Alaska is rich in national parks, like Denali, which features North America's tallest mountain.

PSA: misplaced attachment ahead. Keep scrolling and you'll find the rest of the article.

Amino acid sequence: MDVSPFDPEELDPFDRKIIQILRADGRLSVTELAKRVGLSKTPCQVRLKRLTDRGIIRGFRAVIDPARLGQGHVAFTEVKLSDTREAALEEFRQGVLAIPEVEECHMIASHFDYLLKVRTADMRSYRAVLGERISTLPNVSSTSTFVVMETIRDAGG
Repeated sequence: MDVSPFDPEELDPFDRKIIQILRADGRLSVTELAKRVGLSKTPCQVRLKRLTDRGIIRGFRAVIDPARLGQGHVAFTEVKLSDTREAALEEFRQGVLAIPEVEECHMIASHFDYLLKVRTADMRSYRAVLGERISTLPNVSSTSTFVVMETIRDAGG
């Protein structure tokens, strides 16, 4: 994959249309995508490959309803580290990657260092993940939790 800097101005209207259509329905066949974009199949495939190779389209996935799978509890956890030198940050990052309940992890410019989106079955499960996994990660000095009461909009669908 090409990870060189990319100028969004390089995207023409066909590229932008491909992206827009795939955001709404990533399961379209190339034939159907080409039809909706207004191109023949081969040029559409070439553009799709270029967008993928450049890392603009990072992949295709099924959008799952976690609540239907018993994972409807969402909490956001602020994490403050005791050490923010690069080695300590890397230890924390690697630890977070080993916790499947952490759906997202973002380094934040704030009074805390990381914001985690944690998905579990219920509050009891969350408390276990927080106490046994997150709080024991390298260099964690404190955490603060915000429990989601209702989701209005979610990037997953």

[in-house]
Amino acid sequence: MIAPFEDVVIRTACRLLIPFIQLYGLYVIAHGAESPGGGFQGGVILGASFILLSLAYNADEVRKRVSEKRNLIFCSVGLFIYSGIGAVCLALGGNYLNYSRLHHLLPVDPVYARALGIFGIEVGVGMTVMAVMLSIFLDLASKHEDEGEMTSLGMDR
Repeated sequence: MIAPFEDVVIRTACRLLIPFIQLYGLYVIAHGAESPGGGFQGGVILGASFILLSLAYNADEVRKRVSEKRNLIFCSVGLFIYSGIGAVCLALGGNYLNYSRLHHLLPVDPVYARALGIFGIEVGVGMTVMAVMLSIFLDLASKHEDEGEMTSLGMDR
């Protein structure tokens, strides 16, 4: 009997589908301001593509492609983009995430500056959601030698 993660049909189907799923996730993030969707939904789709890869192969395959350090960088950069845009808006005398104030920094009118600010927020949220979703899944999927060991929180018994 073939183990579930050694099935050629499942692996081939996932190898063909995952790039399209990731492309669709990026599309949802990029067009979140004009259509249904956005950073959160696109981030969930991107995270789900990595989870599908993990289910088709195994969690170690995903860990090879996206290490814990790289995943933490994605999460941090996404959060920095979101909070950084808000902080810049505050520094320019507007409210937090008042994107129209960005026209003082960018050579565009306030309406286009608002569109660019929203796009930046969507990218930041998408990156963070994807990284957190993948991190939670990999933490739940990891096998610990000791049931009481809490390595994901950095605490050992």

Enormous and lightly developed, Alaska is a global haven for outdoor and nature enthusiasts. Some of its most stunning quarters are administered as national parks or other public lands, from misty temperate rain forest to windswept tundra on the Arctic Ocean shore. Strictly speaking, Alaska has eight national parks: Denali, Gates of the Arctic, Glacier Bay, Katmai, Kenai Fjords, Kobuk Valley, Lake Clark and Wrangell-St. Elias. All except Kenai Fjords and Kobuk Valley are actually classified as both national parks and national preserves. These holdings cover a great diversity of scenic and wild terrain. Denali National Park and Preserve protects both North America’s highest peak -- Mount McKinley, or Denali -- and wildlife-rich expanses of boreal forest, rolling tundra and braided rivers. Katmai National Park and Preserve features stunning volcanoes and huge brown bears. Many of these parks, like Kobuk Valley and Gates of the Arctic, contain little or no infrastructure and are on a wilderness scale approached by few others places in the world. Mountainous Wrangell-St. Elias National Park is the largest national park in the United States at 13.2 million acres.